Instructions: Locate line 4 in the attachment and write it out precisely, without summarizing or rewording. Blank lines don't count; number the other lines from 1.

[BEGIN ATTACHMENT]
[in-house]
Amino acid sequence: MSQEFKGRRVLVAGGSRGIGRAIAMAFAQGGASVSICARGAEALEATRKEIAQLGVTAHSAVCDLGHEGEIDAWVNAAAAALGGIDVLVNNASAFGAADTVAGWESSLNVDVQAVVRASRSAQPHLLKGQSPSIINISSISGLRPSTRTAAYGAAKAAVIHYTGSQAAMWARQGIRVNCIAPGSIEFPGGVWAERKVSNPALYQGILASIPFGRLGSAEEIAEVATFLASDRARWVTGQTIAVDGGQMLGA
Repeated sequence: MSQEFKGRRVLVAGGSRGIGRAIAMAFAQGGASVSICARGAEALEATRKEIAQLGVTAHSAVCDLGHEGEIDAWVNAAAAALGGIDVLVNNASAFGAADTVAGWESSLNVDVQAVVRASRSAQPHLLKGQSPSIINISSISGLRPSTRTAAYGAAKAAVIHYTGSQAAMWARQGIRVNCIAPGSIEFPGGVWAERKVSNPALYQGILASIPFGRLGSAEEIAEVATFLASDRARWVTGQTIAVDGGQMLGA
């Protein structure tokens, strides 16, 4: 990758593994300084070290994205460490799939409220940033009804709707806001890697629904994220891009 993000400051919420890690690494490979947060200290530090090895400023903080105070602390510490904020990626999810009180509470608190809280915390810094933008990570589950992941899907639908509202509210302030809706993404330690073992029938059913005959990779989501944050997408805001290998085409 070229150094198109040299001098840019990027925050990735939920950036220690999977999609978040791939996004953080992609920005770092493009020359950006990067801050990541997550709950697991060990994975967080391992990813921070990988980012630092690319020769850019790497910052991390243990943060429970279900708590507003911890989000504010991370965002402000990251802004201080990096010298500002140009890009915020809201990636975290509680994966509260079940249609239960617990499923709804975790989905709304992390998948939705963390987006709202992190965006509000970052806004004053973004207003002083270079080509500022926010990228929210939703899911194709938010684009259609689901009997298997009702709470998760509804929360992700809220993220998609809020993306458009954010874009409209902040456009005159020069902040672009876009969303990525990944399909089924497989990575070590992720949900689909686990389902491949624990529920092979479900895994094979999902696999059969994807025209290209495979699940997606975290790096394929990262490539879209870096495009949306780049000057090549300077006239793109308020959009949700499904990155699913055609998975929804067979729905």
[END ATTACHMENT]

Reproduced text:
């Protein structure tokens, strides 16, 4: 990758593994300084070290994205460490799939409220940033009804709707806001890697629904994220891009 993000400051919420890690690494490979947060200290530090090895400023903080105070602390510490904020990626999810009180509470608190809280915390810094933008990570589950992941899907639908509202509210302030809706993404330690073992029938059913005959990779989501944050997408805001290998085409 070229150094198109040299001098840019990027925050990735939920950036220690999977999609978040791939996004953080992609920005770092493009020359950006990067801050990541997550709950697991060990994975967080391992990813921070990988980012630092690319020769850019790497910052991390243990943060429970279900708590507003911890989000504010991370965002402000990251802004201080990096010298500002140009890009915020809201990636975290509680994966509260079940249609239960617990499923709804975790989905709304992390998948939705963390987006709202992190965006509000970052806004004053973004207003002083270079080509500022926010990228929210939703899911194709938010684009259609689901009997298997009702709470998760509804929360992700809220993220998609809020993306458009954010874009409209902040456009005159020069902040672009876009969303990525990944399909089924497989990575070590992720949900689909686990389902491949624990529920092979479900895994094979999902696999059969994807025209290209495979699940997606975290790096394929990262490539879209870096495009949306780049000057090549300077006239793109308020959009949700499904990155699913055609998975929804067979729905």